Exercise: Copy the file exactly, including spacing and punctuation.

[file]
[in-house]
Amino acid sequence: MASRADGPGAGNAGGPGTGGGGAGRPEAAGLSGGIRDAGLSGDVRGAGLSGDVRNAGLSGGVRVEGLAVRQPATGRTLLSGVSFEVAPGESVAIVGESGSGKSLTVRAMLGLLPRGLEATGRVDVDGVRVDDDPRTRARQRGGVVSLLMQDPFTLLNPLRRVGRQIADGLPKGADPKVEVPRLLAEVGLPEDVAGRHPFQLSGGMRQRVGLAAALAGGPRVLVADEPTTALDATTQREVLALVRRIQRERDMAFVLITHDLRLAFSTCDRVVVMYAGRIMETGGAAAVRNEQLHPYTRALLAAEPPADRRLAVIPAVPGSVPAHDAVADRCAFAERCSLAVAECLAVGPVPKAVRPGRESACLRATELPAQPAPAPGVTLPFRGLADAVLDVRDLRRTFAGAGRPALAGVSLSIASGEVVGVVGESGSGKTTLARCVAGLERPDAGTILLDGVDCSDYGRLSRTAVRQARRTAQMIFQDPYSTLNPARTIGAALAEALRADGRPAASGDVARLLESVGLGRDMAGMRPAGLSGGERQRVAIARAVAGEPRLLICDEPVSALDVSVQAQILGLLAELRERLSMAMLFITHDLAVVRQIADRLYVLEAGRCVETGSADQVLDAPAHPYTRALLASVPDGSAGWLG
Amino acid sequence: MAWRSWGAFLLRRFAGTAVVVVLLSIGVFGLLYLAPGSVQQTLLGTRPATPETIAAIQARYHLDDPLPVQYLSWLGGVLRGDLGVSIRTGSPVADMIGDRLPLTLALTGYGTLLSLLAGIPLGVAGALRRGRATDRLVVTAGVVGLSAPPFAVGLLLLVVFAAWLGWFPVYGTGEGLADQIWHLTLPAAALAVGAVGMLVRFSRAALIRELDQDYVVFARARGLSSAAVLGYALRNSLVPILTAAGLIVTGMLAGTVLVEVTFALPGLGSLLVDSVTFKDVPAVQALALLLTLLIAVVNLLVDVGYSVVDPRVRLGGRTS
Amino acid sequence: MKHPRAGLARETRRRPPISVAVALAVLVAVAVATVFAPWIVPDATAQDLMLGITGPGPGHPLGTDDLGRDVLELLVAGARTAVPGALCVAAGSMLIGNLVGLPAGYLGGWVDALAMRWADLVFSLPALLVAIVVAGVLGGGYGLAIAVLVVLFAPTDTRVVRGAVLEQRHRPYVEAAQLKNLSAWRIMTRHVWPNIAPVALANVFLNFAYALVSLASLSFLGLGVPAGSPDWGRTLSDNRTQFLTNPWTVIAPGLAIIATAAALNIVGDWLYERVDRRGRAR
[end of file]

[in-house]
Amino acid sequence: MASRADGPGAGNAGGPGTGGGGAGRPEAAGLSGGIRDAGLSGDVRGAGLSGDVRNAGLSGGVRVEGLAVRQPATGRTLLSGVSFEVAPGESVAIVGESGSGKSLTVRAMLGLLPRGLEATGRVDVDGVRVDDDPRTRARQRGGVVSLLMQDPFTLLNPLRRVGRQIADGLPKGADPKVEVPRLLAEVGLPEDVAGRHPFQLSGGMRQRVGLAAALAGGPRVLVADEPTTALDATTQREVLALVRRIQRERDMAFVLITHDLRLAFSTCDRVVVMYAGRIMETGGAAAVRNEQLHPYTRALLAAEPPADRRLAVIPAVPGSVPAHDAVADRCAFAERCSLAVAECLAVGPVPKAVRPGRESACLRATELPAQPAPAPGVTLPFRGLADAVLDVRDLRRTFAGAGRPALAGVSLSIASGEVVGVVGESGSGKTTLARCVAGLERPDAGTILLDGVDCSDYGRLSRTAVRQARRTAQMIFQDPYSTLNPARTIGAALAEALRADGRPAASGDVARLLESVGLGRDMAGMRPAGLSGGERQRVAIARAVAGEPRLLICDEPVSALDVSVQAQILGLLAELRERLSMAMLFITHDLAVVRQIADRLYVLEAGRCVETGSADQVLDAPAHPYTRALLASVPDGSAGWLG
Amino acid sequence: MAWRSWGAFLLRRFAGTAVVVVLLSIGVFGLLYLAPGSVQQTLLGTRPATPETIAAIQARYHLDDPLPVQYLSWLGGVLRGDLGVSIRTGSPVADMIGDRLPLTLALTGYGTLLSLLAGIPLGVAGALRRGRATDRLVVTAGVVGLSAPPFAVGLLLLVVFAAWLGWFPVYGTGEGLADQIWHLTLPAAALAVGAVGMLVRFSRAALIRELDQDYVVFARARGLSSAAVLGYALRNSLVPILTAAGLIVTGMLAGTVLVEVTFALPGLGSLLVDSVTFKDVPAVQALALLLTLLIAVVNLLVDVGYSVVDPRVRLGGRTS
Amino acid sequence: MKHPRAGLARETRRRPPISVAVALAVLVAVAVATVFAPWIVPDATAQDLMLGITGPGPGHPLGTDDLGRDVLELLVAGARTAVPGALCVAAGSMLIGNLVGLPAGYLGGWVDALAMRWADLVFSLPALLVAIVVAGVLGGGYGLAIAVLVVLFAPTDTRVVRGAVLEQRHRPYVEAAQLKNLSAWRIMTRHVWPNIAPVALANVFLNFAYALVSLASLSFLGLGVPAGSPDWGRTLSDNRTQFLTNPWTVIAPGLAIIATAAALNIVGDWLYERVDRRGRAR